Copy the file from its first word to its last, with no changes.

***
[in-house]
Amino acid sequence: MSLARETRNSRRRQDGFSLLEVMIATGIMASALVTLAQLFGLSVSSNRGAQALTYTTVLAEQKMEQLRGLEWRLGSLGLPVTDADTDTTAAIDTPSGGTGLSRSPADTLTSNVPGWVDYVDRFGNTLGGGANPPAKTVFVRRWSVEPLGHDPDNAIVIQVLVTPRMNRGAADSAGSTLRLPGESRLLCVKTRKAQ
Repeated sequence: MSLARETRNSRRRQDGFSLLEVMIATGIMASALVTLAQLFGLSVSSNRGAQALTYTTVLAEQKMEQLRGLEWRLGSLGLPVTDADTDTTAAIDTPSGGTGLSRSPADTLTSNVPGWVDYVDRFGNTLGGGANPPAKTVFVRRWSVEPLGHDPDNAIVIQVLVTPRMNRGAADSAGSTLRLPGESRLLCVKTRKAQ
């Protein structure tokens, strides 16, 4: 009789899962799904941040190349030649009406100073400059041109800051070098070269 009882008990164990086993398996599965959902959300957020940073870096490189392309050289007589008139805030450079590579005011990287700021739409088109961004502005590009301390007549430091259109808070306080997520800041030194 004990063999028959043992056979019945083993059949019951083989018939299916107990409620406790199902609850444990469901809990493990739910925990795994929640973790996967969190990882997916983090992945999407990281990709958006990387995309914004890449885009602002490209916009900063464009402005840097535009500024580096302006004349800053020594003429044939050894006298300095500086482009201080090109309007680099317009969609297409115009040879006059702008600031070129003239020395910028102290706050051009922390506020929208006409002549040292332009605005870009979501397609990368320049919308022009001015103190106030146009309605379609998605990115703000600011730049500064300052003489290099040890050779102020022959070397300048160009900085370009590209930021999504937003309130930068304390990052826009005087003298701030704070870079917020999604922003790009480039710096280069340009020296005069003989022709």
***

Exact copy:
[in-house]
Amino acid sequence: MSLARETRNSRRRQDGFSLLEVMIATGIMASALVTLAQLFGLSVSSNRGAQALTYTTVLAEQKMEQLRGLEWRLGSLGLPVTDADTDTTAAIDTPSGGTGLSRSPADTLTSNVPGWVDYVDRFGNTLGGGANPPAKTVFVRRWSVEPLGHDPDNAIVIQVLVTPRMNRGAADSAGSTLRLPGESRLLCVKTRKAQ
Repeated sequence: MSLARETRNSRRRQDGFSLLEVMIATGIMASALVTLAQLFGLSVSSNRGAQALTYTTVLAEQKMEQLRGLEWRLGSLGLPVTDADTDTTAAIDTPSGGTGLSRSPADTLTSNVPGWVDYVDRFGNTLGGGANPPAKTVFVRRWSVEPLGHDPDNAIVIQVLVTPRMNRGAADSAGSTLRLPGESRLLCVKTRKAQ
């Protein structure tokens, strides 16, 4: 009789899962799904941040190349030649009406100073400059041109800051070098070269 009882008990164990086993398996599965959902959300957020940073870096490189392309050289007589008139805030450079590579005011990287700021739409088109961004502005590009301390007549430091259109808070306080997520800041030194 004990063999028959043992056979019945083993059949019951083989018939299916107990409620406790199902609850444990469901809990493990739910925990795994929640973790996967969190990882997916983090992945999407990281990709958006990387995309914004890449885009602002490209916009900063464009402005840097535009500024580096302006004349800053020594003429044939050894006298300095500086482009201080090109309007680099317009969609297409115009040879006059702008600031070129003239020395910028102290706050051009922390506020929208006409002549040292332009605005870009979501397609990368320049919308022009001015103190106030146009309605379609998605990115703000600011730049500064300052003489290099040890050779102020022959070397300048160009900085370009590209930021999504937003309130930068304390990052826009005087003298701030704070870079917020999604922003790009480039710096280069340009020296005069003989022709």